This case report of a patient with gastric primary signet-ring cell carcinoma with features of GIST was confirmed by EUS-TCB. Gastric cancers have various endoscopic findings, and histology is used to confirm the diagnosis.6 However, it is often difficult to confirm the histologic diagnosis despite taking a biopsy specimen, because the tumor surface of gastric cancers mimicking a submucosal tumor (GCSMT) is covered by normal mucosa.1 GCSMTs are very rare; they account for 0.1% to 0.63% of all resected gastric cancers.7 Moreover, the histological confirmation of a signet ring cell type is uncommon. EUS alone can provide useful information on GCSMTs;8 however, it is difficult to determine the histological nature of the lesions from the EUS image alone.9 The methods used to overcome this problem include EUS-FNA,2,3 EUS-TCB, ESMR,4 laparoscopic excision biopsy,10 and open surgery.5 However, the best method for confirmation of the diagnosis has not been established yet. For a definite diagnosis of a submucosal tumor, tissue acquisition, and pathology confirmation are usually required. Recently, Mekky et al.11 reported that the results of EUS-FNA in 141 patients with gastric SMTs were diagnostic, suspicious, and nondiagnostic in 43.3%, 39%, and 17.7% of cases, respectively, with an overall accuracy of 95.6% and the accuracy of differentiating potentially malignant lesions of 94.2%. Săftoiu et al.12 reported that the yield of adequate tissue sampling was similar for EUS-FNA and EUS-TCB (96.4% vs. 89.3%, p=not significant). However, the accuracy for obtaining a specific diagnosis was significangly lower for the EUS-FNA compared to the EUS-TCB (5.3% and 68.4%, p<0.005). Cantor et al.13 suggested that the ESMR has a significantly higher diagnostic yield than jumbo forceps biopsy with the use of the bite-on-bite technique for the evaluation of subepithelial lesions limited to the submucosa. The diasgnositc yield of the jumbo forceps biopsy was four out of 23 cases (17%) compared to 20 out of 23 cases (87%) of the ESMR (p<0.001). The ESMR, however, accompanies major complications such as bleeding (0% to 24%) and perforation (0% to 5%). Therfore, the EUS-TCB was performed in this case for rapid pathology in order to confirm the clinical suspicion with immunohistochemical staining, with a relatively lower complication rate.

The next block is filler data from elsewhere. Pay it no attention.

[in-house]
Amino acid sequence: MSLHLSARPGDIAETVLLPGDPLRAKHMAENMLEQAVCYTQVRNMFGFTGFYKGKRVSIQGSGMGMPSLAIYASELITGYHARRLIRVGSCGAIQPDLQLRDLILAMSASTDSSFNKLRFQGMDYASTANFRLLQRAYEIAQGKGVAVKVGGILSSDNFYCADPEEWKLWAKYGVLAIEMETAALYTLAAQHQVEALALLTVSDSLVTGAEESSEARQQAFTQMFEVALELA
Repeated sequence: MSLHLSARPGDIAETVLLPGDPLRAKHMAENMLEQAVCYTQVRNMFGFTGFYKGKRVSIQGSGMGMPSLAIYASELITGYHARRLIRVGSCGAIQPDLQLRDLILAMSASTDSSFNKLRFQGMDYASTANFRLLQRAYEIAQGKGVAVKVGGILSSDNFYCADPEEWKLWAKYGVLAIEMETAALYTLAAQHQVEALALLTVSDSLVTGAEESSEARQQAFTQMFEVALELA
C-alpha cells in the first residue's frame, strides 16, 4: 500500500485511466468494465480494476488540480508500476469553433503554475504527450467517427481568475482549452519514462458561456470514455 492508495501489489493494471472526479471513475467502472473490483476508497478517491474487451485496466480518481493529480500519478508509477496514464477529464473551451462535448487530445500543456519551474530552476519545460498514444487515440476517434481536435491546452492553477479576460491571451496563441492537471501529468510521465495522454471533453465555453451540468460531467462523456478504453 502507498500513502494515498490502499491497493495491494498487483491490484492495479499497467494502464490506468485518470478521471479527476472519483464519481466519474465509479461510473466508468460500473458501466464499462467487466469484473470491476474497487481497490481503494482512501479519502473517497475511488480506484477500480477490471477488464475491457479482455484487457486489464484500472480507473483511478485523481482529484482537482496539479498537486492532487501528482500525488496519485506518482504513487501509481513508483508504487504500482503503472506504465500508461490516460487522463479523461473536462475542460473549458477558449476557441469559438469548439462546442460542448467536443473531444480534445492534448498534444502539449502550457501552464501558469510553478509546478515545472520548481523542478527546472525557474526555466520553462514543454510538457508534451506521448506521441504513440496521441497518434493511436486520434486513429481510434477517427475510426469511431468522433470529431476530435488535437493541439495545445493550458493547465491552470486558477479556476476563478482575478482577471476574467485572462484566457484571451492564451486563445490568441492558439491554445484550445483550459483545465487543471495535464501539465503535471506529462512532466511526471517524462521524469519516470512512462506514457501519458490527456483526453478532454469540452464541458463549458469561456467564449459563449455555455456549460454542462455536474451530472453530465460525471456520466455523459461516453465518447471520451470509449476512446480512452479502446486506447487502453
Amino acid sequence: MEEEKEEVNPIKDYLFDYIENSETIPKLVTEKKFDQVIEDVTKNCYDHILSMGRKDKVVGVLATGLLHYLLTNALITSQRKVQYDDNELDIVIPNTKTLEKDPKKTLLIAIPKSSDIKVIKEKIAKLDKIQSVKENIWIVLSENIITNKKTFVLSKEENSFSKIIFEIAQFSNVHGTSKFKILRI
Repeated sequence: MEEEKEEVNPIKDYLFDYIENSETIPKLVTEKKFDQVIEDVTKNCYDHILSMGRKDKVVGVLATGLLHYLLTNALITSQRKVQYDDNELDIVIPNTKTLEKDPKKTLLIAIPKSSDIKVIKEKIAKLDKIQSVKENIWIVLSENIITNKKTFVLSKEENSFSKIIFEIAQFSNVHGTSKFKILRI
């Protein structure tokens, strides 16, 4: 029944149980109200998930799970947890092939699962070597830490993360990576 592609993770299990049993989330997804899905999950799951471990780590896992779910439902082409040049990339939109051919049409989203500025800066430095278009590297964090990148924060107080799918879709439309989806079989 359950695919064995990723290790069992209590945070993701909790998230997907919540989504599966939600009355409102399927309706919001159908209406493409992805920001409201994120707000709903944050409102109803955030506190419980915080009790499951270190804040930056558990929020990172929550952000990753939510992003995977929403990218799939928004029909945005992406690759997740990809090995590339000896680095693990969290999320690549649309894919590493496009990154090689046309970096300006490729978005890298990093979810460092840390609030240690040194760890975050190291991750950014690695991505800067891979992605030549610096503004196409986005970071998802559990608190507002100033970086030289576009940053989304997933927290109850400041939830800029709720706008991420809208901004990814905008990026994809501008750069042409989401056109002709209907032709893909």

In conclusion, this is the first report of the EUS-TCB used as a diagnostic tool in a case of gastric primary signet-ring cell carcinoma with features of GIST. EUS-TCB has low complication rate and enables immunohistochemical staining unlike other methods such as EUS-FNA, ESMR, or open surgery, which is why it should be considered when results of a mucosal biopsy are not diagnostic. The possibility of signet ring cell carcinoma, which has a poor prognosis, should always be considered even in cases with GCSMT developing in the fourth gastric layer.